The term structure of equity and its cyclicality are key to understand the risks driving equilibrium asset prices. We propose a general equilibrium model that jointly explains four important features of the term structure of equity: (i) a negative unconditional term premium, (ii) countercyclical term premia, (iii) procyclical equity yields, and (iv) premia to value and growth claims respectively increasing and decreasing with the horizon. The economic mechanism hinges on the interaction between heteroskedastic long-run growth—which helps price long-term cash flows and leads to countercyclical risk premia—and homoskedastic short-term shocks in the presence of limited market participation—which produce sizable risk premia to short-term cash flows. The slope dynamics hold irrespective of the sign of its unconditional average. We provide empirical support to our model assumptions and predictions.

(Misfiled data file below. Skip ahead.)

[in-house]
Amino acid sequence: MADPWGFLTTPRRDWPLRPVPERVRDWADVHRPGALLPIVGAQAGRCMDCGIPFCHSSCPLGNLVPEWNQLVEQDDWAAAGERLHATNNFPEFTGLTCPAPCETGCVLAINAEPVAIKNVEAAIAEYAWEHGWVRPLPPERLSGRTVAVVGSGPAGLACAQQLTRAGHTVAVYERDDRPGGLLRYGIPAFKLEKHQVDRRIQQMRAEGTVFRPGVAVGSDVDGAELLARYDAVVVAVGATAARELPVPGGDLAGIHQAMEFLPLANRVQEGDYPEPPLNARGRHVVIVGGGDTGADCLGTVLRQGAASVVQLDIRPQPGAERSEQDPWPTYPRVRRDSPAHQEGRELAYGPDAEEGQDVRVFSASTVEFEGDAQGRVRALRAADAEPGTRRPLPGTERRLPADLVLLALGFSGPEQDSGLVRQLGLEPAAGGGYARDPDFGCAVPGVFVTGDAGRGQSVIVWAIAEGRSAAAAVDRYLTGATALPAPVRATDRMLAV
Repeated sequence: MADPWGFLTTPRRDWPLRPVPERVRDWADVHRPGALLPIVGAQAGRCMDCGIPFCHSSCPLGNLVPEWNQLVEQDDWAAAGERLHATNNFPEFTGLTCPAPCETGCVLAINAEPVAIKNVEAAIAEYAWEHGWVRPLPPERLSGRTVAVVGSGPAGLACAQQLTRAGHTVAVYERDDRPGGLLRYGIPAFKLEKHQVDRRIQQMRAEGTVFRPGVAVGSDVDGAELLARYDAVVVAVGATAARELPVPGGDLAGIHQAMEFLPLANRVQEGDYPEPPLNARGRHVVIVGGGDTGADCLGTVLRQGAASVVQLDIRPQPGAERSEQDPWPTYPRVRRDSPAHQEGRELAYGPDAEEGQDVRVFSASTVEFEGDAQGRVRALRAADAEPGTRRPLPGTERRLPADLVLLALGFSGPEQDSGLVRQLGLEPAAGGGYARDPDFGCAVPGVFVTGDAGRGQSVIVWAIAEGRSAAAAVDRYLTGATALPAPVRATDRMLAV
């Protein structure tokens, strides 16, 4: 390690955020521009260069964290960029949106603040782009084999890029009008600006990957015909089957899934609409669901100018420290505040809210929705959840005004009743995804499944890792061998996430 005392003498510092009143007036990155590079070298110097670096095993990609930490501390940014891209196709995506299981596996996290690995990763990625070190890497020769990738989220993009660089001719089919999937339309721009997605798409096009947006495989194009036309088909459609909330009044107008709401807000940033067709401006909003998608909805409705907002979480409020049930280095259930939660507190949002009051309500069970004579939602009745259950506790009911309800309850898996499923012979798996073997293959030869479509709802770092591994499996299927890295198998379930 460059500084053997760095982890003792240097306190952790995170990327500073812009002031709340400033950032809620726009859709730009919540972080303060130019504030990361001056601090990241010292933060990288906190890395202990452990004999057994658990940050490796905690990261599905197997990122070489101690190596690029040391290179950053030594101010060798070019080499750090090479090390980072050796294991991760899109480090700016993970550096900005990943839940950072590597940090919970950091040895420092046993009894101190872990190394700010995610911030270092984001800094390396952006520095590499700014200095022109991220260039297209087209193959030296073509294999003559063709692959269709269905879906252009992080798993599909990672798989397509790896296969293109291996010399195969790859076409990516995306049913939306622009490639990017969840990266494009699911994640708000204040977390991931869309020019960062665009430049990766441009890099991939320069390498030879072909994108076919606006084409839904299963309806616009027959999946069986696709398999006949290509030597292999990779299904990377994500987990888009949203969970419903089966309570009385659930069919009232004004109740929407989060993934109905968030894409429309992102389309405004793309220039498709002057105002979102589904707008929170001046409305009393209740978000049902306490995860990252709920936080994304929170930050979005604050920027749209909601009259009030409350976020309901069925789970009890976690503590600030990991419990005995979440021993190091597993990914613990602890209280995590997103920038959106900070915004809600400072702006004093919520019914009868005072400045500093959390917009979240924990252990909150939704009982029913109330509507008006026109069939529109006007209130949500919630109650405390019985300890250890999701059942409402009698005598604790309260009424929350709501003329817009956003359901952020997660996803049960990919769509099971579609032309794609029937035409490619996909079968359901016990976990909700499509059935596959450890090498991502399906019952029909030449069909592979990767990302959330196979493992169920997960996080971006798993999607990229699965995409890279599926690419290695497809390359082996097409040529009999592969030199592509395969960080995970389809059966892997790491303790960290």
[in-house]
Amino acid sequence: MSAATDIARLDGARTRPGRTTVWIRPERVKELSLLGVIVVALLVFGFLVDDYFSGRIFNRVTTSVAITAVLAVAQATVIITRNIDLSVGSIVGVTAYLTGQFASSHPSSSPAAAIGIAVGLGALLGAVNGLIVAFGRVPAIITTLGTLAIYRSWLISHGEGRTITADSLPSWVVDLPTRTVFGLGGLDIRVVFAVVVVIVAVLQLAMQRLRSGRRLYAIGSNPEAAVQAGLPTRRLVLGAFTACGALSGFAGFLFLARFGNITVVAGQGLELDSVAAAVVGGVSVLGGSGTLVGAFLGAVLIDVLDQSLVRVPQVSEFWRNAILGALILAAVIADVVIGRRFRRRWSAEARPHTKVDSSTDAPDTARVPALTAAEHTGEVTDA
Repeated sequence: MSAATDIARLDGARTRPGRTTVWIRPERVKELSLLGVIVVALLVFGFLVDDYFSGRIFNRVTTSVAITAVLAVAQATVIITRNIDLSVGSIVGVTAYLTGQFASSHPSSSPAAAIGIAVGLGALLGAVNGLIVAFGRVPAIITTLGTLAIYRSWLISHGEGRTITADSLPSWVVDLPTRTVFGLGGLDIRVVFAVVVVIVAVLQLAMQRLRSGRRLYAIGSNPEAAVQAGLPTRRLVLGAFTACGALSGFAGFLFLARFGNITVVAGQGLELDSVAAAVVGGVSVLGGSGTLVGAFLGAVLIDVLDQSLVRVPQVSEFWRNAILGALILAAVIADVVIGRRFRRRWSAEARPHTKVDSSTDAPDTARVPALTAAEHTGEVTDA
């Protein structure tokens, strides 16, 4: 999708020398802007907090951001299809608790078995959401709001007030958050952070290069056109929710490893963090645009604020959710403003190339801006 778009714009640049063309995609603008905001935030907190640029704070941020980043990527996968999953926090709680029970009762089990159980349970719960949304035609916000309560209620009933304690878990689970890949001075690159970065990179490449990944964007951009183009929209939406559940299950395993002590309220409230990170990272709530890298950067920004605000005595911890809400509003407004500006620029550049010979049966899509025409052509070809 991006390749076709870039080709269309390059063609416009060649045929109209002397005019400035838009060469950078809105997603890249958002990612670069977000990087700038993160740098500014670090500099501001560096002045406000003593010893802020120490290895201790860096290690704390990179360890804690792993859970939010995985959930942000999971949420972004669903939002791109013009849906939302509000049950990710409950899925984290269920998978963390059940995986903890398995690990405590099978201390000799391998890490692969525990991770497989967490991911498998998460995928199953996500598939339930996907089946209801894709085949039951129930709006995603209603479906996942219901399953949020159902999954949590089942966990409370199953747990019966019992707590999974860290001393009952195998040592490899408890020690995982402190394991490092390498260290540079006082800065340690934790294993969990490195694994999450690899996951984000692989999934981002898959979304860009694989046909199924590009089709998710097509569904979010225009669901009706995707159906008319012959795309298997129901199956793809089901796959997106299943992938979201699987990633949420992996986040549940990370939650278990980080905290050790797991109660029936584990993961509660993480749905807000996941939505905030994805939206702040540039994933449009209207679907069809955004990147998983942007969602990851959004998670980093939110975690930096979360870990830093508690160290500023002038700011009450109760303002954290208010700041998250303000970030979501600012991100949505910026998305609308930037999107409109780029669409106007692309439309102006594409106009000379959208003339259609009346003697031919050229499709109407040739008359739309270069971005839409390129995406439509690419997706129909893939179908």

Small firms face financing frictions, and trading their stocks entails non-negligible bid-ask spreads. I develop a model that studies the intertwined relation of these characteristics and the ensuing effects on corporate policies. The model shows that bid-ask spreads increase not only the cost of external financing but also the cost of internal funds, leading to smaller cash reserves and larger payouts. As a result, firm’s financial constraints tighten, liquidation risk increases, investment decreases, and firm value declines. These results are reinforced when liquidity provision in the market of the stock is endogenous.
Monetization of Innovation
(with Missaka Warusawitharana)